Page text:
Friday, 29 January 2010

Should academic students learn how to preach?

Homiletics or preaching at the university
Last week we had a discussion in our department that I think is of common interest. We are planning a ‘capstone module’ for 3rd year students, including ministry, preaching and leadership.
I have my reservations, even though on a principled level. What is perhaps less wise is that the module includes real practices in preaching which will be assessed.
We are talking about a course that will attract students from the Protestant family, some of whom are opting for the ministry in their church. With the background in the Dutch Reformed tradition, the theological faculty become a department within the Arts faculty, could be seen as doing something fairly normal. I am not so sure.
Reservations may come from at least two quarters. First, the churches themselves may say that the practice of preaching belongs to a particular church’s mandate and formation. My Lutheran church ELCSA for example has a clear requirement of formation and our students have to spend a full year in Pietermaritzburg for such formation.
Secondly, the university itself could have reservations. A department may not be seen doing work for a particular Christian group (denomination) or even a particular religion (and we are open for students of all beliefs but our expertise is typically almost exclusively within the Christian faith). If a course could be seen as furthering one particular tradition at the expense of others, the whole exercise could backfire and powers at leadership level of the university may again find reasons for saying that theology does not belong in academia.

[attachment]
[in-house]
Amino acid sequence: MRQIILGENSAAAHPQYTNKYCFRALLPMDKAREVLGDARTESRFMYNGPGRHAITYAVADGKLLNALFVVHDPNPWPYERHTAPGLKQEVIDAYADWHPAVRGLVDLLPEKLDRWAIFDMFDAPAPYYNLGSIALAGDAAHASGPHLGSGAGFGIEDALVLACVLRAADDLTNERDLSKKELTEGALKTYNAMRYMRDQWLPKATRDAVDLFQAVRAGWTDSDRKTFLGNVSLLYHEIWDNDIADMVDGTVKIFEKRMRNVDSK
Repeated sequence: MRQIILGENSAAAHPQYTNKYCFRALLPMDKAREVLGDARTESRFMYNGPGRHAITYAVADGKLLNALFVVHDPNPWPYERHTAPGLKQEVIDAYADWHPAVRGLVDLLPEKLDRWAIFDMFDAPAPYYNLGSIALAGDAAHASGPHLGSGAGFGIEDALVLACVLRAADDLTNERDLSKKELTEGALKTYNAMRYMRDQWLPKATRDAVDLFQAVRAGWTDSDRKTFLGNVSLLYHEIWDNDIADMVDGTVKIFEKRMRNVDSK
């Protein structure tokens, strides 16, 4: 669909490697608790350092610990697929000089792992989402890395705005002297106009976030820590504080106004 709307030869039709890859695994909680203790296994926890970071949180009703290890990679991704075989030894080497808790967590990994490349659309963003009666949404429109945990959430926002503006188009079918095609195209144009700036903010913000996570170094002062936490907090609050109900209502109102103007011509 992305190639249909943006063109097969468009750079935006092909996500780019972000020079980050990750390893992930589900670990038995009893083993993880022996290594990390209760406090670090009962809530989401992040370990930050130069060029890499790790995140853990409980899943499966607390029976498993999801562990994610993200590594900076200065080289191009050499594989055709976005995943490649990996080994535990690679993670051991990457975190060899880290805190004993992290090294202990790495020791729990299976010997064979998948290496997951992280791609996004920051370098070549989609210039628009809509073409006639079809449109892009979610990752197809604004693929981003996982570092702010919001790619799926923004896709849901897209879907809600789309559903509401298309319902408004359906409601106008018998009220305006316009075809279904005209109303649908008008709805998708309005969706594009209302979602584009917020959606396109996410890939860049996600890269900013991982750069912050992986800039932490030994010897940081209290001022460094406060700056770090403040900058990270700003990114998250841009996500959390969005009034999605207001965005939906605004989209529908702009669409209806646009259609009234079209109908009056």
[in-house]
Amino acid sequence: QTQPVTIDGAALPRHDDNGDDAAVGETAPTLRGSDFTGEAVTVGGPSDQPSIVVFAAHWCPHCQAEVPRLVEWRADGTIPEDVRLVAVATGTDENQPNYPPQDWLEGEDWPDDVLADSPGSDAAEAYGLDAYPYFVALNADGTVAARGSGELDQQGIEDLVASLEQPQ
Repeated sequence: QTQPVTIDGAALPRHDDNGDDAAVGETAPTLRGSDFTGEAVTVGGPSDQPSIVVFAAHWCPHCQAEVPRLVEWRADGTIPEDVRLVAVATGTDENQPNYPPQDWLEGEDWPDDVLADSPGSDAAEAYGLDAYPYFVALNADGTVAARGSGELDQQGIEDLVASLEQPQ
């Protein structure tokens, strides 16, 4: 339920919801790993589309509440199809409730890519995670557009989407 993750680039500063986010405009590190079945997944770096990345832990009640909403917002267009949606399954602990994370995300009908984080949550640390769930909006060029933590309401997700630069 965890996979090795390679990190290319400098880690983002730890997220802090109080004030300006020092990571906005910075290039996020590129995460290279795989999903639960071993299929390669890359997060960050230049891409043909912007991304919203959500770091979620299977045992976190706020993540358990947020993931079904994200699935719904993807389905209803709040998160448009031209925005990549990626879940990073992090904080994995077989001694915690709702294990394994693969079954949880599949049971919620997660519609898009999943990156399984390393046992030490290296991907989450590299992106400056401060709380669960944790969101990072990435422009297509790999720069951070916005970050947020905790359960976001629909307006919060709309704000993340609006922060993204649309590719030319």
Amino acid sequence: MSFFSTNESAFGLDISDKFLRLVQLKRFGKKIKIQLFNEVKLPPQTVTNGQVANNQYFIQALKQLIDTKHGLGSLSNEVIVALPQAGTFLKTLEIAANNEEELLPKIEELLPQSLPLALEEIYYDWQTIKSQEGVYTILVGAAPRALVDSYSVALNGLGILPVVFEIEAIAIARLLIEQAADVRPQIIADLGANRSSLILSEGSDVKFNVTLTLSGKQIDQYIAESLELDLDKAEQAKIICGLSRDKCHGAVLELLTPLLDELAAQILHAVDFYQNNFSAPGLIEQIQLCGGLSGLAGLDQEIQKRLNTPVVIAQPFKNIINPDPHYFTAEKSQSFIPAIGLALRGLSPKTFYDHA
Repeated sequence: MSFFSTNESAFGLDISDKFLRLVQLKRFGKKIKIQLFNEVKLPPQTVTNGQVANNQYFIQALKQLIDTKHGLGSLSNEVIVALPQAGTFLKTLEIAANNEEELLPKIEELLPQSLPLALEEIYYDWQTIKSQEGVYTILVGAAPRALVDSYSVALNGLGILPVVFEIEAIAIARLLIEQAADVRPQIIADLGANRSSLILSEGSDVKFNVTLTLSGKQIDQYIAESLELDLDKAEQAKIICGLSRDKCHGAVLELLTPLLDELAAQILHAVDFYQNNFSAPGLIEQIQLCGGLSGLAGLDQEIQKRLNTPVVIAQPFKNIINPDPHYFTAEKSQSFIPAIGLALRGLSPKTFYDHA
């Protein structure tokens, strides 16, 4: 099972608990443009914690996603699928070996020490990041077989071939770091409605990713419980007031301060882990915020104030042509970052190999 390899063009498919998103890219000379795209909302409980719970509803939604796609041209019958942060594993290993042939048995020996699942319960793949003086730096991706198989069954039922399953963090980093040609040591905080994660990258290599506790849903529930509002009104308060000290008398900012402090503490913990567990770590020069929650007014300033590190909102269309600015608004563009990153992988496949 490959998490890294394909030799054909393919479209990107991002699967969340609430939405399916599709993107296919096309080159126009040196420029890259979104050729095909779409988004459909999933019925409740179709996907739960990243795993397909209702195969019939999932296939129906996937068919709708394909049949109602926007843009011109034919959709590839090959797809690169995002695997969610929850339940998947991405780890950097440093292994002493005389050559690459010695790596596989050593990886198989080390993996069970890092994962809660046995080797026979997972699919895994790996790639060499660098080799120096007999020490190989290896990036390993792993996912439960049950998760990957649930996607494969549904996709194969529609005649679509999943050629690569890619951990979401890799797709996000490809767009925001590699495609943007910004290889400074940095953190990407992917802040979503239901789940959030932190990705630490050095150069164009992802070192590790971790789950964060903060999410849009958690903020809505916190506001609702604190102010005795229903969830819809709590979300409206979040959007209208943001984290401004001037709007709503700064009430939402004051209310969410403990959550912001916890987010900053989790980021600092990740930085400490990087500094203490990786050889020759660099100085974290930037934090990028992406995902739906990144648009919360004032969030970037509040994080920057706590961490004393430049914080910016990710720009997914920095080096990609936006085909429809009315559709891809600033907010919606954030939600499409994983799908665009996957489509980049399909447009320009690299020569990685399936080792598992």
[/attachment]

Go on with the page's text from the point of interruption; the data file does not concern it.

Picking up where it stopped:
Homiletics (the art or science of preaching) is one thing. It should certainly be promoted in a department of religion and theology. Here one could move forward on two tracks, within reach in our department. First we should make an effort to see to the various preaching traditions in an ecumenical setting, giving space to the Reformed, Lutheran, Methodist, Roman Catholic, Orthodox and even Anglican traditions.
Secondly it is also within reach to approach homiletics in the frame work of Christian and Muslim theologies; this could be done together with our Muslim colleagues in the Foreign Language Department; it would certainly be exciting to find out, not only what the imams are saying in Cape Town at the prayer on Fridays, but also about the art of preaching as such, the way the Koran is applied in the here and now etc; likewise it would be possible to compare Christian and Muslim sermons, find similarities and discrepancies.
I am not against the new module as it stands, but would welcome a widening as just suggested at least as a general framework for this course. I also feel that church leaders should be told in no uncertain terms that what we are busy with is theory and the art of preaching rather than teaching our students how to preach; that certainly must belong to the particular church family in question.

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